The Khohanotz: Pumpkin Pie, Middle East Style


What do you do when you’re craving pie in the fall (could have fooled me, Los Angeles) and want to snack on dates at the same time?

Combine them of course, into a rustic Middle-Eastern style pumpkin pie made from scratch.

Considered to be the candy of the Middle East, dates have been cultivated around the Persian Gulf for eons and are now important crops in Turkey and Iraq. Egypt, Iran and Saudi Arabia are the three highest producer of dates, according to the UN Food and Culture Organization. Whether they’re of the Medjool or Bahri variety, dates form a staple in Middle Eastern households across the world.

But simpler ingredients, like walnuts and flaxseed, both used in the homemade crust for this pie, also have roots in the East. Traded along the Silk Route between Asia and the Middle East, walnuts were originally reserved for royalty in ancient Persia.

Flaxseeds are said to be first domesticated in the Fertile Crescent. Flaxseed fibers were found in a prehistoric cave in the South Caucasus, the Republic of Georgia to be more exact, that dated to 30,000 B.C, notes a study in Science Magazine.

While homemade pumpkin puree is taxing, the results are worth it. Sugar pumpkins, found in any local super market are the variety used to make pies, not the ones you carve for Halloween. Small in size, the pumpkins are first cut in half, then cleared of string and seeds and left to bake in the oven for around an hour and a half on low heat.

The crust combines white flour, with a helping of wheat flour, a bit of salt and sugar, and butter that is cut in the mixture to keep it moist. Ice water, used to your discretion, is also added to form the dough. Chopped walnuts can be added in after mixture is ready to be rolled into a ball. After half an hour in the fridge, wrapped in plastic and shaped into one big lump, it’s blind baked for 10 minutes, while dates are seeded and chopped to be placed on the bottom.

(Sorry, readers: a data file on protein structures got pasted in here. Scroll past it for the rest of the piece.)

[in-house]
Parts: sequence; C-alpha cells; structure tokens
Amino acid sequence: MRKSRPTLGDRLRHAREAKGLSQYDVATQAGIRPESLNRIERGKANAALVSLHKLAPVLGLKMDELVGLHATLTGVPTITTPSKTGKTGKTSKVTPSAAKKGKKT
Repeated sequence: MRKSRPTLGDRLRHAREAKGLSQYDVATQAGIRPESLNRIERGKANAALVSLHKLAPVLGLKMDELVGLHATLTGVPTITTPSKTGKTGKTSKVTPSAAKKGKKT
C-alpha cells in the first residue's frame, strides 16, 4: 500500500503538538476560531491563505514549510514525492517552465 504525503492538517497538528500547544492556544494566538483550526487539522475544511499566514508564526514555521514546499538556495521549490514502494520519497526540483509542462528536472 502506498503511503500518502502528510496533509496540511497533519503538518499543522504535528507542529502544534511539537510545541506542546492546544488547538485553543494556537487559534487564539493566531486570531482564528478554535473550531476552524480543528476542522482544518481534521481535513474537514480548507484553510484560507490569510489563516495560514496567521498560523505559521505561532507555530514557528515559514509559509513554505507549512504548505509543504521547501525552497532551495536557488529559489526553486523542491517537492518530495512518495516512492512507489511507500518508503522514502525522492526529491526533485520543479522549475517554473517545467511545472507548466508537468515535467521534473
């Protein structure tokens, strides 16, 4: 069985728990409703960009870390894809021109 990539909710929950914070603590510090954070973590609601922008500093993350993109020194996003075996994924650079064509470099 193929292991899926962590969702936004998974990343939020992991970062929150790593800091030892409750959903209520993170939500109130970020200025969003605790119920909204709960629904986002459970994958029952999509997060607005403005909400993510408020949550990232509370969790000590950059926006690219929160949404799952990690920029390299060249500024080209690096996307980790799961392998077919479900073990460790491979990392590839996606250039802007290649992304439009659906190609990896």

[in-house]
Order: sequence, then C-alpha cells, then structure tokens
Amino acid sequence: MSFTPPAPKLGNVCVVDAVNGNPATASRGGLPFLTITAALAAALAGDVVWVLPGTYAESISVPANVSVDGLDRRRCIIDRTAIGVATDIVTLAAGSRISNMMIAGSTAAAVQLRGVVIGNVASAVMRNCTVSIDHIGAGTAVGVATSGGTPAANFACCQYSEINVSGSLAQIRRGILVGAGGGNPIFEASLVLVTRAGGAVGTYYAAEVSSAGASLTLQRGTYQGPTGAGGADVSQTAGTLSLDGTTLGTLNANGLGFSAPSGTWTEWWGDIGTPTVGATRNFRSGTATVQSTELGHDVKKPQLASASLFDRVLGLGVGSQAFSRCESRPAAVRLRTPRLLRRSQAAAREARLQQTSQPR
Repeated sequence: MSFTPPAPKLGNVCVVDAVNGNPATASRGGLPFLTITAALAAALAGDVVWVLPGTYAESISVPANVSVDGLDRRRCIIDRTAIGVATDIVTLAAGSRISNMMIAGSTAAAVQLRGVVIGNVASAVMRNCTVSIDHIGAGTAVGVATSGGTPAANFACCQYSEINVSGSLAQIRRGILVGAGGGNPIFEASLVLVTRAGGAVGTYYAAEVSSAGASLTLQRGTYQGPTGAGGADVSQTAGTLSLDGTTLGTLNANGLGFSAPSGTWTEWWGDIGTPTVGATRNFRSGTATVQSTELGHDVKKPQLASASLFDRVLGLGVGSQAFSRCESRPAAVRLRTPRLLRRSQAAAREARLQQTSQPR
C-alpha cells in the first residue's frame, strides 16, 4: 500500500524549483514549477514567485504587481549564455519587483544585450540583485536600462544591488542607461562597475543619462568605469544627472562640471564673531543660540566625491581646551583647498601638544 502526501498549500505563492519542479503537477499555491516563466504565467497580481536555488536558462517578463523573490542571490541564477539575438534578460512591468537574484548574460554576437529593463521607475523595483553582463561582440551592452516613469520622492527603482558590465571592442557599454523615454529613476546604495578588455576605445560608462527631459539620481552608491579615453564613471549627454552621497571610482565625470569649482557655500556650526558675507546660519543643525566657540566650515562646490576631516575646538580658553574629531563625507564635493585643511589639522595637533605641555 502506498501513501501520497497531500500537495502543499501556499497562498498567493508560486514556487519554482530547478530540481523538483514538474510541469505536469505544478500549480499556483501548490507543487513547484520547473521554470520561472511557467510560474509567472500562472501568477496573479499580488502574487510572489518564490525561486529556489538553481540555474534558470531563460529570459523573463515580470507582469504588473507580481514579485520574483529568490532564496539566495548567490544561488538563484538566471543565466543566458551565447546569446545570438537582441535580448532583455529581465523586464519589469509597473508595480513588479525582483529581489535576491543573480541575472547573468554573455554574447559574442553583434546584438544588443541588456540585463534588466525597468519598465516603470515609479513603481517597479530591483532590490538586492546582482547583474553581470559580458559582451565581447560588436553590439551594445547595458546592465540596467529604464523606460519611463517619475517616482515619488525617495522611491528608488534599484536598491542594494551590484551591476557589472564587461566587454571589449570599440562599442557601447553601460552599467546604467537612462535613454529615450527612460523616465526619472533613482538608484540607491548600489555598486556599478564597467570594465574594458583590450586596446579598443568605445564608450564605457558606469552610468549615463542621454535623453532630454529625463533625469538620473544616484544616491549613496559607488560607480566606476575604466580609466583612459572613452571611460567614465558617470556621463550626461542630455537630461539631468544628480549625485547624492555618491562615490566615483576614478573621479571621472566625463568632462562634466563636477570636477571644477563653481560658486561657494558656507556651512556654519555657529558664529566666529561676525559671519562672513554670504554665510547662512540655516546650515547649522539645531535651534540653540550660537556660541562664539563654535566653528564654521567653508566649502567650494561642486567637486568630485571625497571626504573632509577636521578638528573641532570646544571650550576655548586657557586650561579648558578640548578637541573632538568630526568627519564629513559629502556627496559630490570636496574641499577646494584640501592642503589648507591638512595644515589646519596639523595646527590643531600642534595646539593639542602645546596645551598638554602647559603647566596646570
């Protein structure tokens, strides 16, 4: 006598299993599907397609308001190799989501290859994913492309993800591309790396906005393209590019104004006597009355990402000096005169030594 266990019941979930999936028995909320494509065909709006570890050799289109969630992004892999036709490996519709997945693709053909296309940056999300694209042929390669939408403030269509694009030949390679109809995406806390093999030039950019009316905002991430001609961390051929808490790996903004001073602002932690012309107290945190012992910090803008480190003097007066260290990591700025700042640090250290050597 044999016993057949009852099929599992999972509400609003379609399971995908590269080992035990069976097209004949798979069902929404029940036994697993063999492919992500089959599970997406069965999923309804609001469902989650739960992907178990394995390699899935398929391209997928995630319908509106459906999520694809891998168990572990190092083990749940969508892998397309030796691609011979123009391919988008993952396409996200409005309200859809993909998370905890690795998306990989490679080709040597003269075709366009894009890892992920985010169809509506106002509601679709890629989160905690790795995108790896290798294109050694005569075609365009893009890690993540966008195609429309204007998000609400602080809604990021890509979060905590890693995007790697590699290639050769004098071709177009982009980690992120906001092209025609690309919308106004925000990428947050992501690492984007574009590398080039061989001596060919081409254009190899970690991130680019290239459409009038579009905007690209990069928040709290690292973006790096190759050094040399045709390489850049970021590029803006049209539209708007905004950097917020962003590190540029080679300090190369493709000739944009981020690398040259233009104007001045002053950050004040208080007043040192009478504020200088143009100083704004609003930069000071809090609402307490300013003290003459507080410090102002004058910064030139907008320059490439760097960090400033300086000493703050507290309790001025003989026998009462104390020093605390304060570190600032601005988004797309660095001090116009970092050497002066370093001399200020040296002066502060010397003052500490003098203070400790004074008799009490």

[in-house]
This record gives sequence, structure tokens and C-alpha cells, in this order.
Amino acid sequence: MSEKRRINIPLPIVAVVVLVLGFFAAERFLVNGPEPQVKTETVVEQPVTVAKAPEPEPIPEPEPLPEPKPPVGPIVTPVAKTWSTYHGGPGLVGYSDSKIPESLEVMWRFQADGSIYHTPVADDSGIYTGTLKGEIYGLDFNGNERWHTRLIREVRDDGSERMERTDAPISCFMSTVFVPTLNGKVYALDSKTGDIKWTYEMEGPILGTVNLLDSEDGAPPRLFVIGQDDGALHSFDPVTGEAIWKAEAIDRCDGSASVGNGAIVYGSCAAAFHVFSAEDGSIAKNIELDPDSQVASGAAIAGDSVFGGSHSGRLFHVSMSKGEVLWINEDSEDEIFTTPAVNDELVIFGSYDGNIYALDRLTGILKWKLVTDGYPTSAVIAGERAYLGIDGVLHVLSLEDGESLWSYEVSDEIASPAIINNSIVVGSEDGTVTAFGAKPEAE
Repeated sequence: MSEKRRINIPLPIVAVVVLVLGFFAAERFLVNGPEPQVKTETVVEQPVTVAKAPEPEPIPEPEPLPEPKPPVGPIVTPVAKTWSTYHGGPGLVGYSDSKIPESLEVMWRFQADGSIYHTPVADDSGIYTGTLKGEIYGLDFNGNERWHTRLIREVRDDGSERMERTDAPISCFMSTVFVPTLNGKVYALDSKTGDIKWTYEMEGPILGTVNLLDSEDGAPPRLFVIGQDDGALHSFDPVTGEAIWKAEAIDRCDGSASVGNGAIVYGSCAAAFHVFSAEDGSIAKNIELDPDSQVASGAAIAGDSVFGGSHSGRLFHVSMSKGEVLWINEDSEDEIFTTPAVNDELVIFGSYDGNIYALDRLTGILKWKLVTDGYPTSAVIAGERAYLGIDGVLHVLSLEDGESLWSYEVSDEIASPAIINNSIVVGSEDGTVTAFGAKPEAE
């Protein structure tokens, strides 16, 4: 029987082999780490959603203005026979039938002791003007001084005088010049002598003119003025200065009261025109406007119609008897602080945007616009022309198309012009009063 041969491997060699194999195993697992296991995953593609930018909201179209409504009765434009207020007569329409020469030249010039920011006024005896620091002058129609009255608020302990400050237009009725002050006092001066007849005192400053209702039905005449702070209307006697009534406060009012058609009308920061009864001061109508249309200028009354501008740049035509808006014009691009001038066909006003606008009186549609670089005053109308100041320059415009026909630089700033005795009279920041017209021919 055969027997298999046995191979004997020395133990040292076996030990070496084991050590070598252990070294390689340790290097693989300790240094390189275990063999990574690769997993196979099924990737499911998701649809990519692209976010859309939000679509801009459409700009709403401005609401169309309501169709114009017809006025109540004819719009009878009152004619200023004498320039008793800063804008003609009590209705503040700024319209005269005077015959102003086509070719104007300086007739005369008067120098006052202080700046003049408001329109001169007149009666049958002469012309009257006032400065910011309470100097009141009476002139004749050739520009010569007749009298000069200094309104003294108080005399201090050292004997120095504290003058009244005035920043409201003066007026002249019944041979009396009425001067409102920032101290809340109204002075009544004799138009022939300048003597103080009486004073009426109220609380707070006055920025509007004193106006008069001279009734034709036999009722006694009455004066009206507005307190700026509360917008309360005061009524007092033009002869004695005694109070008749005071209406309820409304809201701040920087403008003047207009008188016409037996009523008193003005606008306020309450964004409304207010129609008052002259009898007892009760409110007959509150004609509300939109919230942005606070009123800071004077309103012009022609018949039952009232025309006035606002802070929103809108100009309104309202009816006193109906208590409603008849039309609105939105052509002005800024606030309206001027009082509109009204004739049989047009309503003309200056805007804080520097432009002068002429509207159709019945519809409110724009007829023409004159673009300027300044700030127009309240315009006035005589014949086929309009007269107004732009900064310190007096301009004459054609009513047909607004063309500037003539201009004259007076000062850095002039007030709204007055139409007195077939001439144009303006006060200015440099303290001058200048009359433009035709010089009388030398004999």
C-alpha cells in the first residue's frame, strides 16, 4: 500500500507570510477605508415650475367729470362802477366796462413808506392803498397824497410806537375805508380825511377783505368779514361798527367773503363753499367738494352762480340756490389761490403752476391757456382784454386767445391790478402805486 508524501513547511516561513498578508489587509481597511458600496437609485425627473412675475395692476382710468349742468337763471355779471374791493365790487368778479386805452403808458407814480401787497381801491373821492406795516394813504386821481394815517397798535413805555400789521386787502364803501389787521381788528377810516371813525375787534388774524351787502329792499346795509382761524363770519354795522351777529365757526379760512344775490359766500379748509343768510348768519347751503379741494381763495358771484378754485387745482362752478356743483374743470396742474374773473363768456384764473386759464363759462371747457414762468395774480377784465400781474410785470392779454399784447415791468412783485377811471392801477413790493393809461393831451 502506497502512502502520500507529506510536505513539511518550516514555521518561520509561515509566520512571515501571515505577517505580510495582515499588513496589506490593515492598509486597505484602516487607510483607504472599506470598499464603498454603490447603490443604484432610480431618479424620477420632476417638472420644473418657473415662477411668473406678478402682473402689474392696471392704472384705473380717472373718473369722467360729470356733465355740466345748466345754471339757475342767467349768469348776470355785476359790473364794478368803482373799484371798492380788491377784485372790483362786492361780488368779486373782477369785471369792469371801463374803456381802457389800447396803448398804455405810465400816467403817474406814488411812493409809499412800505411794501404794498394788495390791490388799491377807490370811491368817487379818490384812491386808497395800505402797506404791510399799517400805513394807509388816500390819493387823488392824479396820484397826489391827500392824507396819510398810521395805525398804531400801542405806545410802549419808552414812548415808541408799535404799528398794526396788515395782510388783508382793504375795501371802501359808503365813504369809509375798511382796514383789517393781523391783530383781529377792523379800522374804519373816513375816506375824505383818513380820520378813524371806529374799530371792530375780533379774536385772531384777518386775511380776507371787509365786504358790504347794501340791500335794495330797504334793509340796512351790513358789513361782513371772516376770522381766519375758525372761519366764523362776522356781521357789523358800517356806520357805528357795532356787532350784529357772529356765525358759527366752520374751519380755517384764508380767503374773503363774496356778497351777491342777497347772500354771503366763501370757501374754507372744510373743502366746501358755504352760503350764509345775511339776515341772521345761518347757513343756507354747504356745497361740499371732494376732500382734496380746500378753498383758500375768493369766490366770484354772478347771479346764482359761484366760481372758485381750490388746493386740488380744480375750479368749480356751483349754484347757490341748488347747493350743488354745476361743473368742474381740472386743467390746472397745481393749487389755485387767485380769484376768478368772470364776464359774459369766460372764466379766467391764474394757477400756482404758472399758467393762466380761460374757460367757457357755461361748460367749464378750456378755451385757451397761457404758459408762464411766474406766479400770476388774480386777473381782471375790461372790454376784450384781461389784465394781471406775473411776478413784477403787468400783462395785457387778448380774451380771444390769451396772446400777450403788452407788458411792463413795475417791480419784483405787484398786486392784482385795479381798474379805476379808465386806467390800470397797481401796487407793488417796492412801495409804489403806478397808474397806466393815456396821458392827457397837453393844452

For some variety, raisins can be used along with the dates. No specific measurements are needed – just enough to the fill the bottom of your pie crust evenly.

After your pumpkin has cooked, cooled, scooped out and mash, putting it in a food processor or pushing it through a sieve produced the puree like consistency you will need for the filling. An egg, vanilla extract, sweetened condensed milk and a bevy of aromatic spices -crushed cloves, cinnamon and nutmeg – all native to India and South East Asia – are added.

After a thorough mixing, the filling is poured into the crust, leveled out, and left to bake for an hour (or sometimes more) at 375 degrees F or 190 C until the crust is light brown and the filling is set.

The result? A West meets East treat that will add some sweetness and spice to your autumn. Enjoy with your favorite book and a helping of whipped cream. Ours, a jewel from 1989 found at Vernissage, Armenia’s open air flea market in Yerevan is called “Always Beautiful.” It contains beauty secrets and tips for the Soviet Armenian woman, like how to properly groom eyebrows and how to give some love and care to tortured, tired feet that have spent the entire day in heels.

All photography © ianyanmag and cannot be used without permission and attribution/by L.Aghajanian/idea hat tip, Alina



Related Posts
The Big Picture: Food in Armenia